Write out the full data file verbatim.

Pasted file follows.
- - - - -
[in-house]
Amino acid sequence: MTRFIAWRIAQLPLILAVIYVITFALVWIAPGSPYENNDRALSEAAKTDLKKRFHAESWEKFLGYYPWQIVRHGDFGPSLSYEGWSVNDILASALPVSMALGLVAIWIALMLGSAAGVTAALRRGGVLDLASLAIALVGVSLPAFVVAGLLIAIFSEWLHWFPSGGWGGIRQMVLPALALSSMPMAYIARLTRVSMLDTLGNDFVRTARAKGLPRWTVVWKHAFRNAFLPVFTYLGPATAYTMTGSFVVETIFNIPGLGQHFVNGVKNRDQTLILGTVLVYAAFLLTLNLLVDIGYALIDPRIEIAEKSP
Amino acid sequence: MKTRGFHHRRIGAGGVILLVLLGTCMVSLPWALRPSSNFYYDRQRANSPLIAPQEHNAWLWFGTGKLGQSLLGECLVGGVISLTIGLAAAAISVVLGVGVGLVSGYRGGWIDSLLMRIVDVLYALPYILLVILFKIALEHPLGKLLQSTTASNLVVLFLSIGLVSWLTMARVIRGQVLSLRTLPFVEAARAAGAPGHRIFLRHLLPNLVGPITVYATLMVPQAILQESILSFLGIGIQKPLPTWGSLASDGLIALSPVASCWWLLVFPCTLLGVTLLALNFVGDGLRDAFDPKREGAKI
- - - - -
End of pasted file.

[in-house]
Amino acid sequence: MTRFIAWRIAQLPLILAVIYVITFALVWIAPGSPYENNDRALSEAAKTDLKKRFHAESWEKFLGYYPWQIVRHGDFGPSLSYEGWSVNDILASALPVSMALGLVAIWIALMLGSAAGVTAALRRGGVLDLASLAIALVGVSLPAFVVAGLLIAIFSEWLHWFPSGGWGGIRQMVLPALALSSMPMAYIARLTRVSMLDTLGNDFVRTARAKGLPRWTVVWKHAFRNAFLPVFTYLGPATAYTMTGSFVVETIFNIPGLGQHFVNGVKNRDQTLILGTVLVYAAFLLTLNLLVDIGYALIDPRIEIAEKSP
Amino acid sequence: MKTRGFHHRRIGAGGVILLVLLGTCMVSLPWALRPSSNFYYDRQRANSPLIAPQEHNAWLWFGTGKLGQSLLGECLVGGVISLTIGLAAAAISVVLGVGVGLVSGYRGGWIDSLLMRIVDVLYALPYILLVILFKIALEHPLGKLLQSTTASNLVVLFLSIGLVSWLTMARVIRGQVLSLRTLPFVEAARAAGAPGHRIFLRHLLPNLVGPITVYATLMVPQAILQESILSFLGIGIQKPLPTWGSLASDGLIALSPVASCWWLLVFPCTLLGVTLLALNFVGDGLRDAFDPKREGAKI